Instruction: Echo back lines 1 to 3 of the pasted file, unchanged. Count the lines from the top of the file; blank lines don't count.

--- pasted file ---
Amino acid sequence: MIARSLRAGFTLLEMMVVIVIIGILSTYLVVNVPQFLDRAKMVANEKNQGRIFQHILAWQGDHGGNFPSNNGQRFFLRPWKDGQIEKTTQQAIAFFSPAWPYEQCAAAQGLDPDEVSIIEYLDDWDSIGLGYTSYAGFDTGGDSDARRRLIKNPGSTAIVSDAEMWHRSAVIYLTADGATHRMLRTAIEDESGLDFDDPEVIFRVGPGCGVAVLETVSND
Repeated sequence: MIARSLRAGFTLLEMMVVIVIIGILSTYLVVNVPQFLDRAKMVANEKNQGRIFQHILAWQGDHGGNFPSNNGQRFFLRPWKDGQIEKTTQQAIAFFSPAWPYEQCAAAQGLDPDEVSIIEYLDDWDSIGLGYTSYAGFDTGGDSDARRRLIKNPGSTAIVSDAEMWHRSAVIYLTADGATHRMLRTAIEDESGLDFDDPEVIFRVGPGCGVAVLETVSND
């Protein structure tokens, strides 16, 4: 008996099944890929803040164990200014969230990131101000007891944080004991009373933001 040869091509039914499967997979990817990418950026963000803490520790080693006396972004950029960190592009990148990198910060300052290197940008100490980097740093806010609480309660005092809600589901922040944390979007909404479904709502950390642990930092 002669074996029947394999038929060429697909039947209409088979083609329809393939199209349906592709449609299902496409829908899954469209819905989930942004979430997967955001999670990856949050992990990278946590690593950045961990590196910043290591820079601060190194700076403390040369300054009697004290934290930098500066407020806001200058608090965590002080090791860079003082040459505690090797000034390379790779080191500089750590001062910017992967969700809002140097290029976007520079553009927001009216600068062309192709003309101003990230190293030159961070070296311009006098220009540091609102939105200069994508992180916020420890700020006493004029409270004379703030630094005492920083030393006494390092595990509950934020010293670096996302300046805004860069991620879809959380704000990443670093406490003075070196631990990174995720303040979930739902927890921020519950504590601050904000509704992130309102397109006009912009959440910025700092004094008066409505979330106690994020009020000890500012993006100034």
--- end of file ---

Amino acid sequence: MIARSLRAGFTLLEMMVVIVIIGILSTYLVVNVPQFLDRAKMVANEKNQGRIFQHILAWQGDHGGNFPSNNGQRFFLRPWKDGQIEKTTQQAIAFFSPAWPYEQCAAAQGLDPDEVSIIEYLDDWDSIGLGYTSYAGFDTGGDSDARRRLIKNPGSTAIVSDAEMWHRSAVIYLTADGATHRMLRTAIEDESGLDFDDPEVIFRVGPGCGVAVLETVSND
Repeated sequence: MIARSLRAGFTLLEMMVVIVIIGILSTYLVVNVPQFLDRAKMVANEKNQGRIFQHILAWQGDHGGNFPSNNGQRFFLRPWKDGQIEKTTQQAIAFFSPAWPYEQCAAAQGLDPDEVSIIEYLDDWDSIGLGYTSYAGFDTGGDSDARRRLIKNPGSTAIVSDAEMWHRSAVIYLTADGATHRMLRTAIEDESGLDFDDPEVIFRVGPGCGVAVLETVSND
């Protein structure tokens, strides 16, 4: 008996099944890929803040164990200014969230990131101000007891944080004991009373933001 040869091509039914499967997979990817990418950026963000803490520790080693006396972004950029960190592009990148990198910060300052290197940008100490980097740093806010609480309660005092809600589901922040944390979007909404479904709502950390642990930092 002669074996029947394999038929060429697909039947209409088979083609329809393939199209349906592709449609299902496409829908899954469209819905989930942004979430997967955001999670990856949050992990990278946590690593950045961990590196910043290591820079601060190194700076403390040369300054009697004290934290930098500066407020806001200058608090965590002080090791860079003082040459505690090797000034390379790779080191500089750590001062910017992967969700809002140097290029976007520079553009927001009216600068062309192709003309101003990230190293030159961070070296311009006098220009540091609102939105200069994508992180916020420890700020006493004029409270004379703030630094005492920083030393006494390092595990509950934020010293670096996302300046805004860069991620879809959380704000990443670093406490003075070196631990990174995720303040979930739902927890921020519950504590601050904000509704992130309102397109006009912009959440910025700092004094008066409505979330106690994020009020000890500012993006100034």